Up there with outliving one’s retirement assets, concern over health care expenses in retirement weigh heavily on most retirees. Supporting these fears—and perhaps fanning them—have been several reports in recent years couching total health care spend in absolute dollar terms. Fidelity made waves in 2002 with a study that showed a retired couple, both age 65, spends about $160,000 on medical expenses in retirement. In 2017 Fidelity upped that number to $275,000. Just last month, RBC published a survey that says an average couple entering retirement at age 65 faces over $400,000 in future costs of care. In all of these studies, the top numbers attempt to capture total in-retirement spend based on longevity and other forward looking projections.
These dollar amounts alone can cause a pre-existing condition. Take a deep breath and look beneath the surface: it’s important to separate those health care expenses that can be planned and budgeted for, such as premiums, from less planned, out-of-pocket expenses. For many, it is the unexpected, out-of-pocket expenses that cause the most anxiety—particularly the fear of being financially wiped out by catastrophic end-of-life medical costs.
What current retirees can teach us
As part of BlackRock Retirement Institute’s (BRI’s) retirement spending research, Spending in Retirement…or not?, we looked at the impact of out-of-pocket medical expenses in order to shed light on why people in our study might have been husbanding retirement assets. For them, were unexpected health costs an issue for not dipping into their retirement savings? We measured median out-of-pocket expenses just prior to retirement through 17/18 years into retirement. We also segmented retirees into three groups based on pre-retirement non-housing retirement assets—$0 to less than $200,000 (low wealth), $200,000 to less than $500,000 (medium wealth) and $500,000 and above (high wealth).
What we found was that across all three wealth groups, most retiree households experienced fairly consistent and reasonable out-of-pocket annual expenses from a low of just under $1,500 annually for the low wealth group and just over $2,500 for the medium and high wealth groups. See the accompanying chart. This is lower but not entirely out of line with Fidelity’s estimate that the average 65-year-old retiree today should expect to pay around $5,000 a year on out-of-pocket annual expenses and premiums.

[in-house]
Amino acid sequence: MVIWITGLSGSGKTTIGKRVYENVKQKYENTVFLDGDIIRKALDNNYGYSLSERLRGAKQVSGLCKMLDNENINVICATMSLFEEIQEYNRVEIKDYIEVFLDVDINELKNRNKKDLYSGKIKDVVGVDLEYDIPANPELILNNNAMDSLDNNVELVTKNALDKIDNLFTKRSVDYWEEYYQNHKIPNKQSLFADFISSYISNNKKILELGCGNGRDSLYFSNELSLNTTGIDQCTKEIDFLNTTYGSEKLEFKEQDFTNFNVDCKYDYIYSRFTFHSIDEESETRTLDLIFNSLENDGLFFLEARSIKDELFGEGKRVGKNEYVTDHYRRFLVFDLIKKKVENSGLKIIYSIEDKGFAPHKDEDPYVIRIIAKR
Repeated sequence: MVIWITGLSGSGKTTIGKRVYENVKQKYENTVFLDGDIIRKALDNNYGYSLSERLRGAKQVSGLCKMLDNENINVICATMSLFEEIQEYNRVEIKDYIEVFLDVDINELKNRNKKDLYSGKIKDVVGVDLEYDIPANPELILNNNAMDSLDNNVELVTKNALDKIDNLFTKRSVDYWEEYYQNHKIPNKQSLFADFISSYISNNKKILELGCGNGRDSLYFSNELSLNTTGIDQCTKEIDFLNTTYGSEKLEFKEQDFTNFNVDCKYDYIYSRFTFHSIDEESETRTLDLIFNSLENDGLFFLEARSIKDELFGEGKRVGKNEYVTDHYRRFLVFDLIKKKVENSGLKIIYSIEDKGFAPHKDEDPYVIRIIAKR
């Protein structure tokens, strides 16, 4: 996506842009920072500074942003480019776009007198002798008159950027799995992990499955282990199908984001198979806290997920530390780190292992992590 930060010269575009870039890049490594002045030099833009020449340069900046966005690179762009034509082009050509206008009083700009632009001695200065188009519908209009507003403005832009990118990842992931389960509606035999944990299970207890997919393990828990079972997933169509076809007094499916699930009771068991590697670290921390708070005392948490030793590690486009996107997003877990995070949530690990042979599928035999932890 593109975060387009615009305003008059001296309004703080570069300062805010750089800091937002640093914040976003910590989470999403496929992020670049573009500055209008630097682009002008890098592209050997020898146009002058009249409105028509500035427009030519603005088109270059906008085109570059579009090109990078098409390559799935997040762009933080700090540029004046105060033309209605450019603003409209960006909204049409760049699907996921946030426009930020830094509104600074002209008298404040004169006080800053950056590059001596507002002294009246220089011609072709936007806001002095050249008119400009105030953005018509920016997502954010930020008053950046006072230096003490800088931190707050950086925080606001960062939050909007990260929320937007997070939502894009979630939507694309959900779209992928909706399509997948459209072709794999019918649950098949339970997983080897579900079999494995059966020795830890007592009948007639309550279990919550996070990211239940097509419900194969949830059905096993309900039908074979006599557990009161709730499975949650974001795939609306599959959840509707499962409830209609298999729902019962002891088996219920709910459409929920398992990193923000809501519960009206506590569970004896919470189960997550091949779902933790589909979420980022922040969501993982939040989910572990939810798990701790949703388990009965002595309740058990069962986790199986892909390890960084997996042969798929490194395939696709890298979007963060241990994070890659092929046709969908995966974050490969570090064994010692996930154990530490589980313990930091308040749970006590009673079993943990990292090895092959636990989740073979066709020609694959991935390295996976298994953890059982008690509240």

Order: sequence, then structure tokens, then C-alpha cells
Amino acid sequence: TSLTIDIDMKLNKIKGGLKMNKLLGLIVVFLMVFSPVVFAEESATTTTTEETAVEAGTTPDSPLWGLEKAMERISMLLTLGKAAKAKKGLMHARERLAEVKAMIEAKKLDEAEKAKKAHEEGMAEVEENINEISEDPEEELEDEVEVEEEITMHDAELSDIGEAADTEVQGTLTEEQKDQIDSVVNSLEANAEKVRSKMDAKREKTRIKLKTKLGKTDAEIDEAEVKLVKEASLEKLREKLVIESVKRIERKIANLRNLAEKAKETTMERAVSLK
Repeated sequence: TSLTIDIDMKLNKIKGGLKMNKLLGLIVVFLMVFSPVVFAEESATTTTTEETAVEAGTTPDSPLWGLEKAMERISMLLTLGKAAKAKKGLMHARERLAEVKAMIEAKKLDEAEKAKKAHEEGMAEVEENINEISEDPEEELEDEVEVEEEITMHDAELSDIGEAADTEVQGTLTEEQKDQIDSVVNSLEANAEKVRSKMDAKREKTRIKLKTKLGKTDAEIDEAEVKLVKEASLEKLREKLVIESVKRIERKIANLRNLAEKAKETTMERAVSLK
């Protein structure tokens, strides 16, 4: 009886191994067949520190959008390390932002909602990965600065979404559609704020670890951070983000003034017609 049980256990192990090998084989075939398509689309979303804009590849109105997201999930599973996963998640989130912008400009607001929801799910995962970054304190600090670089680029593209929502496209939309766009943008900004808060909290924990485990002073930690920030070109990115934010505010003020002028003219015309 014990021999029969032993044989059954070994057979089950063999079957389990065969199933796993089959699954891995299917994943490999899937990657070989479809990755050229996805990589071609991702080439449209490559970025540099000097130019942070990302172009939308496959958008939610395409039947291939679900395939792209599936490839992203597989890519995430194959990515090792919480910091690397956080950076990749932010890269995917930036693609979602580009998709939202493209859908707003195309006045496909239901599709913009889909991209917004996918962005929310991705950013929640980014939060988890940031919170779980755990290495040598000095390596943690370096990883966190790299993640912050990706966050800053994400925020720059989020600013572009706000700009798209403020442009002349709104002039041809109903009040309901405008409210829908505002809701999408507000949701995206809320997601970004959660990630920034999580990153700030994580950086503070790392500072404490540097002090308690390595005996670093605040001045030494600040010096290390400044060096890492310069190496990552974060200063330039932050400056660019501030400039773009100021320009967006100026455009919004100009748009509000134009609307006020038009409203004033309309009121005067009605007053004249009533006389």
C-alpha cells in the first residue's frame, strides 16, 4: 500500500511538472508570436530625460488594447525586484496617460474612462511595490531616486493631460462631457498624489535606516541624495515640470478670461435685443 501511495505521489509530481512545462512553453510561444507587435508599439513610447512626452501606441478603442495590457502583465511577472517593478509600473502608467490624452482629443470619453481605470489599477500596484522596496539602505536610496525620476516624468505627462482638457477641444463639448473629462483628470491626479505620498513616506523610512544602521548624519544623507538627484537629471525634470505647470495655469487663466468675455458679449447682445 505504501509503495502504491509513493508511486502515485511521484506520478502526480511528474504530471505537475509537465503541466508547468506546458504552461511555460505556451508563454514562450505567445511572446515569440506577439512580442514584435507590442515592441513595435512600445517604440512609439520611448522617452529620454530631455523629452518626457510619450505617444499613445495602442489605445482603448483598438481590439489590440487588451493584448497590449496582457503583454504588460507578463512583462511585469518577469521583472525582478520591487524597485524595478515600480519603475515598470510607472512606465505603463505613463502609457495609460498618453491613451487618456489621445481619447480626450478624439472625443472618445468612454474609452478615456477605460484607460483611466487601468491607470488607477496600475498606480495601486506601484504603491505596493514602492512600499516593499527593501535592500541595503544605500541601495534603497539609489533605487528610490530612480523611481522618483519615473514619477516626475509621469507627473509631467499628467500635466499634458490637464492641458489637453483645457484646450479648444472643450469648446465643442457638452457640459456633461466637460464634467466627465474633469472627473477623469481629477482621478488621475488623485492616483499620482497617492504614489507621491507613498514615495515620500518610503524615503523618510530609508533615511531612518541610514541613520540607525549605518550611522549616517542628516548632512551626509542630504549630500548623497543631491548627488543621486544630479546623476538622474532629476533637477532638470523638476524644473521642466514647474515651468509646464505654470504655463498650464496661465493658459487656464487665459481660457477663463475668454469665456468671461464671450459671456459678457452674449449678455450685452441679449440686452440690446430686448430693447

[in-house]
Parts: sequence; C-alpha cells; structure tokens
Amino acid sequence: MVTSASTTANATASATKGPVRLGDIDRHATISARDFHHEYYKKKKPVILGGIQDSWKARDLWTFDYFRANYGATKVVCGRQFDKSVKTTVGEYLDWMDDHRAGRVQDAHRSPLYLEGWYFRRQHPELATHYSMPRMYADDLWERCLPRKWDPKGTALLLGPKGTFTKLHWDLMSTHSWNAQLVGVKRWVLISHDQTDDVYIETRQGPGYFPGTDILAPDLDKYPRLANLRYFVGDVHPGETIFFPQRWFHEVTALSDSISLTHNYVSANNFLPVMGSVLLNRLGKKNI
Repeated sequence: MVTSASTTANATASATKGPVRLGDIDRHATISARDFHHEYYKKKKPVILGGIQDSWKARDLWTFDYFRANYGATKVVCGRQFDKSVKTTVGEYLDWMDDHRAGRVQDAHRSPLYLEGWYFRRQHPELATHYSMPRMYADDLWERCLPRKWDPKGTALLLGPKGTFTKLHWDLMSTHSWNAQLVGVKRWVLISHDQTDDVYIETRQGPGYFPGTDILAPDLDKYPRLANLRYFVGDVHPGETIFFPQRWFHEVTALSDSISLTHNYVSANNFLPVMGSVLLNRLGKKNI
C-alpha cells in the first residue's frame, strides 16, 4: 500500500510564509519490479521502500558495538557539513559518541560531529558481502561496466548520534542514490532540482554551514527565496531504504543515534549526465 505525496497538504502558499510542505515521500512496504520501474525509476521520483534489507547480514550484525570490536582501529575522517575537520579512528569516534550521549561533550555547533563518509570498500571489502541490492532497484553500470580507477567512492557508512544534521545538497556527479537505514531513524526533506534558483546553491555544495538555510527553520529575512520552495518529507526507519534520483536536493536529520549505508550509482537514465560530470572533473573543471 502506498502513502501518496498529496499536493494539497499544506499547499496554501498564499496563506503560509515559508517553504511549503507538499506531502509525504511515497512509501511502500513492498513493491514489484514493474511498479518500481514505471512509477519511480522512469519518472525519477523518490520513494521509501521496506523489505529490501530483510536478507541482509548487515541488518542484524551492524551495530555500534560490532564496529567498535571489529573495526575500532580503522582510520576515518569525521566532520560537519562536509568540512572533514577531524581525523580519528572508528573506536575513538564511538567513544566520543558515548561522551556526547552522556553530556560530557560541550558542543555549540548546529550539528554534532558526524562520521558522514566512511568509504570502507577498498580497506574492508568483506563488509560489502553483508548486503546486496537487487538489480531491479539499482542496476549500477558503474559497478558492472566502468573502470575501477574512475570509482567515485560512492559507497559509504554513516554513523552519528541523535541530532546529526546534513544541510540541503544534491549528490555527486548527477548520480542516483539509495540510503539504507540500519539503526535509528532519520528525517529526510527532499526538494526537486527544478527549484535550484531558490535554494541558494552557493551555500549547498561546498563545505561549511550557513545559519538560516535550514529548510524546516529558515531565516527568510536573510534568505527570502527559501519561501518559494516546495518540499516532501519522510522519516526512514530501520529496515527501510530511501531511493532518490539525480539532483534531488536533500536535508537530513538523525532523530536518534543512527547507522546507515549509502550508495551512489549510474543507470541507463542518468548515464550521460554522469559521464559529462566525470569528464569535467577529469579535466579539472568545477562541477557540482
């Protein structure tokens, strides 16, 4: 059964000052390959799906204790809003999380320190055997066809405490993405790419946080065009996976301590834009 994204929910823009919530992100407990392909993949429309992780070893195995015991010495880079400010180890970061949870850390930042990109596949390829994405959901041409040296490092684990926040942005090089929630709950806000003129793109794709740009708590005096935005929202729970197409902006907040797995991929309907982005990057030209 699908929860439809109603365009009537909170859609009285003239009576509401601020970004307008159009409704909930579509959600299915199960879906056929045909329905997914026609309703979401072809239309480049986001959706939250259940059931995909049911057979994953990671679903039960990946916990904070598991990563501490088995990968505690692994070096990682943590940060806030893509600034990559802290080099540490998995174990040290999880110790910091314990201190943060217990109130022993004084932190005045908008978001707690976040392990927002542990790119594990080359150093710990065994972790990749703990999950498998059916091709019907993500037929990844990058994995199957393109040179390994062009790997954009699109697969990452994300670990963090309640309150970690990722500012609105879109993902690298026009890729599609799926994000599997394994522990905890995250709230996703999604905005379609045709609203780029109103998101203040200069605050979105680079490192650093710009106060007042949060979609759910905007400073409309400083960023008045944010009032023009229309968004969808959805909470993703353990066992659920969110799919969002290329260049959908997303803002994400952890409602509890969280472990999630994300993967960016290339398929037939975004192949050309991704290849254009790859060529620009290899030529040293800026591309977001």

End-of-life medical expenses only significant for the top 5%
We also looked at one of the greatest financial fears for people in retirement—the cost of long-term care associated with a major medical procedure, sharply declining health or treatment for cognitive disorders—particularly in the last year or two of life. Our research suggests however, that out-of-pocket medical expenses were quite low for the vast majority of retirees during this period and only start to escalate for a small portion of retirees. See the chart below.
While our retirement health care spending research looks back over the last two decades unlike the forward looking industry research noted above, we think it says a lot about actual health care costs and spending behaviors of current retirees. And to answer the question posed by the title of this post—we don’t yet see out-of-pocket health care costs as warranting top concern. Moving forward, retirees will face several headwinds, rising health care costs being an important one, but the good news is that with improved savings behavior, steady and consistent planning and investing, and sound guidance on retirement income, future retirees can better enjoy the assets that they spent an earlier chapter in their lives building.